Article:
6, this is 2. We're in the compound 100 meters north of objective 1, over.

Contact Reporting

If contact with the enemy is made, the squad leader should first and foremost ensure his squad is oriented onto, and ready to or already engaging before reporting to higher. In the case of contact that requires the squad leader to direct his squad immediately, giving a short warning to the platoon leader is appropriate.

6, this is 2! In contact! Wait, out.

This lets the platoon commander know 2nd squad is in a contact that prevents them from providing a detailed report, and will provide further information when able.

6, this is 2. Contact report, over.
2, this is 6. Send it, over.
2, enemy squad, 200 meters front, pulling back to the north, over.

Example of a more detailed report, giving at minimum a description, range/location, and actions.

Communicating with Adjacent Elements

In addition to communicating with the platoon commander, the squad leader should ensure he communicates with fellow squads, vehicles, and other elements within the platoon. Keeping friendlies informed as to the squads position, and the composition, disposition, and actions of the enemy help the platoon to react to new developments and reduce the chance of friendly fire.

2, This is 1. Were moving up on your left, over.

Example communication from 1st squad to 2nd squad.

Assuming Command of the Platoon

Just as a fire team leader must be prepared to take command of a squad, a squad leader must be prepared to take command of a platoon. If the platoon leader is incapacitated or otherwise unable to lead, and no clear second in command is designated or available, a good squad leader should take the initiative.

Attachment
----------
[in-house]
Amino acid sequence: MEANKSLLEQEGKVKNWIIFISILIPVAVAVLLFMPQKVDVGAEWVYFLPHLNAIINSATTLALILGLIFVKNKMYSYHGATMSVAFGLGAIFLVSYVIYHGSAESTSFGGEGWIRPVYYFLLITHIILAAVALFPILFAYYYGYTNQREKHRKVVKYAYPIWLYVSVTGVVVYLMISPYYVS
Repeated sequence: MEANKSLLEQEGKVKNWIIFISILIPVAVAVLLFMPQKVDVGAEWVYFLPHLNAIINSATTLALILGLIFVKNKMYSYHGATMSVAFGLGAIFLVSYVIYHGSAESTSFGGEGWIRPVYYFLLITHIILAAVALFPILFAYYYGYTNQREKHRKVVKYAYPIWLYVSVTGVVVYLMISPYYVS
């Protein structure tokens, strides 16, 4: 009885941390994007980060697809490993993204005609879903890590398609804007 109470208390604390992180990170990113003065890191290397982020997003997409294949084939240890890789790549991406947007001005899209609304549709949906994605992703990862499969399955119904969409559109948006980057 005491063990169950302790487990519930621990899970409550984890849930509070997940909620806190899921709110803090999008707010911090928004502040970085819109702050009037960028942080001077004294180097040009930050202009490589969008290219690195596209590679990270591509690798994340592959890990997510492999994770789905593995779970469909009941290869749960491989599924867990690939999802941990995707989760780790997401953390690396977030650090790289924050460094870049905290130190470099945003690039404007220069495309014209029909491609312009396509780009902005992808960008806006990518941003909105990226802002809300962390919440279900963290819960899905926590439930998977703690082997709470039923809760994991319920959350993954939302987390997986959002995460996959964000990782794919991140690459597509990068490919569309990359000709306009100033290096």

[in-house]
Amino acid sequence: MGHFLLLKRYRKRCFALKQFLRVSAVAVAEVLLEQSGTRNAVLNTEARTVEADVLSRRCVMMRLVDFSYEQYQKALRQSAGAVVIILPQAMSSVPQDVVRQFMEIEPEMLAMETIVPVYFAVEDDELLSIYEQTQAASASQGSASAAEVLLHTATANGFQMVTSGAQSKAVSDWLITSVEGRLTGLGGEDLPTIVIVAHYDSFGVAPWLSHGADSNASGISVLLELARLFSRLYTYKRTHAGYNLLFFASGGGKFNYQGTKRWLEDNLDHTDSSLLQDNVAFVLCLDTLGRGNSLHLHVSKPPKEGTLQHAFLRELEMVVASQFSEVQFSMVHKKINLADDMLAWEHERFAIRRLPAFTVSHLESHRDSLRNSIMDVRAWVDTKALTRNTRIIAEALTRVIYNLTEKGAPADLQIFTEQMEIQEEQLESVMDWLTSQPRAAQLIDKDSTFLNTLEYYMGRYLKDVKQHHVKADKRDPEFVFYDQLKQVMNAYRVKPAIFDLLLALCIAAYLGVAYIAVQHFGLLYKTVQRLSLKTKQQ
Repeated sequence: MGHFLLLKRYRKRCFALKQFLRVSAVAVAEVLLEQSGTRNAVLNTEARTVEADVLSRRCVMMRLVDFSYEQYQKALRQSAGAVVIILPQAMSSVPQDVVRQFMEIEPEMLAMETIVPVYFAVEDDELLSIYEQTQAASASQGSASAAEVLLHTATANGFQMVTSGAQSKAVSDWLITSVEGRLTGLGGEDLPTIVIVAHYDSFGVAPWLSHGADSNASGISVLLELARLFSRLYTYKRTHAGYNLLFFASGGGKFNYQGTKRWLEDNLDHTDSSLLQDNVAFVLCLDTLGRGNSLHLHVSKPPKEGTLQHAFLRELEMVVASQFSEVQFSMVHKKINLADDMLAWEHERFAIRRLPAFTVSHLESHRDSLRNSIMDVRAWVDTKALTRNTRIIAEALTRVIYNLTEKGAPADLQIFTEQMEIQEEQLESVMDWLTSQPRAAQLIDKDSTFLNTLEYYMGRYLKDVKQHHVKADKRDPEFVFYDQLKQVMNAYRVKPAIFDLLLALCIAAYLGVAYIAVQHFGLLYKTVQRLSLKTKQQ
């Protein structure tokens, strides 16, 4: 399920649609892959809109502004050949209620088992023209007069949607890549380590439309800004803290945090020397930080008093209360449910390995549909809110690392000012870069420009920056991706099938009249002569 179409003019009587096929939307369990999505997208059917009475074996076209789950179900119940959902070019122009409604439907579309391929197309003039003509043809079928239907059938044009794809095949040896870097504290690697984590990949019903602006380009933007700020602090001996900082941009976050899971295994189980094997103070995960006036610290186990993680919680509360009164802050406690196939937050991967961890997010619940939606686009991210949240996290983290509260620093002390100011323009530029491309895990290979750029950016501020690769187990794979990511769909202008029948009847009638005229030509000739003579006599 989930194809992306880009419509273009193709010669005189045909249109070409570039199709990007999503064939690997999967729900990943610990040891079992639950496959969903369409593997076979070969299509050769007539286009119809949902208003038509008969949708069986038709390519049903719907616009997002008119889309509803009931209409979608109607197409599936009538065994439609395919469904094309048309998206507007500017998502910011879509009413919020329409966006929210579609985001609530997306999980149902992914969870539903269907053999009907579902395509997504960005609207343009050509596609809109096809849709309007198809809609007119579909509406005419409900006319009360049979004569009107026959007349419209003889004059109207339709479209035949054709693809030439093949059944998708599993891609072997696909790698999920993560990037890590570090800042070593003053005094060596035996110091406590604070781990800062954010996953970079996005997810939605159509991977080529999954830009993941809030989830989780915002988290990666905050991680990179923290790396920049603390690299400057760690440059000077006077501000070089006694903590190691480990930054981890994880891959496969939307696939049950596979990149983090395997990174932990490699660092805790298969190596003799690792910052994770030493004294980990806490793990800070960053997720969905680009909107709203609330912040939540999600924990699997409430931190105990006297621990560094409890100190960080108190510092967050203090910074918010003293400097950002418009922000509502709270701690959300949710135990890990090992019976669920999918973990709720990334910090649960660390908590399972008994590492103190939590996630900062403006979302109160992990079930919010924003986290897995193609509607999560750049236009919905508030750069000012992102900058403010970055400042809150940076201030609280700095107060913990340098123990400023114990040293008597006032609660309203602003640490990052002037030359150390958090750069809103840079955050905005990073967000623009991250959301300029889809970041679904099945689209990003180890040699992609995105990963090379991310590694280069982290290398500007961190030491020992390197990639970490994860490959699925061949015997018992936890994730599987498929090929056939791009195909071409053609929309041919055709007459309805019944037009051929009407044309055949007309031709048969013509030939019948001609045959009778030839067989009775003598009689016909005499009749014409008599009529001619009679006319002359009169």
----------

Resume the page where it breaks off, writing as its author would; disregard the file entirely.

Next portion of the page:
The following is a general list of steps a squad leader should take if the platoon leader is put out of action.

  • Continue on going engagements. As with any casualty, priority is always given towards engaging the immediate threat. Win the firefight.
  • Assess status of platoon HQ. Attempt contact via radio or voice to determine if the designated 2IC or Platoon Sergeant is still capable of assuming command.
  • Contact adjacent teams. If the HQ has been eliminated or does not respond in whatever form start contacting adjacent units for information.
  • Continue the current tasking. Coordinate with other squads to continue the last tasking given by the platoon HQ if possible.
  • Assume command of the platoon If the combat situation and information permits, assume command of the platoon and try to aquire curcial equipment (like radios) from the dead leadership. Do NOT access the place of incident if the HQ is expected to have been killed by enemy indirect fires!
  • Notify platoon and higher command Use radios or runners to inform the rest of the platoon and company HQ that you assumed command over the platoon. To higher transmit the location of incident if known.
  • Reorganize and delegate. At platoon level it is highly advised to at this step make one of the fireteam leaders in both squads where the squad leaders will replace platoon CO and 2IC to assume command over their respective squads.
  • Continue the mission. Ask for direction from higher, or if unavailable, coordinate with adjacent platoons or use best judgement to complete the mission.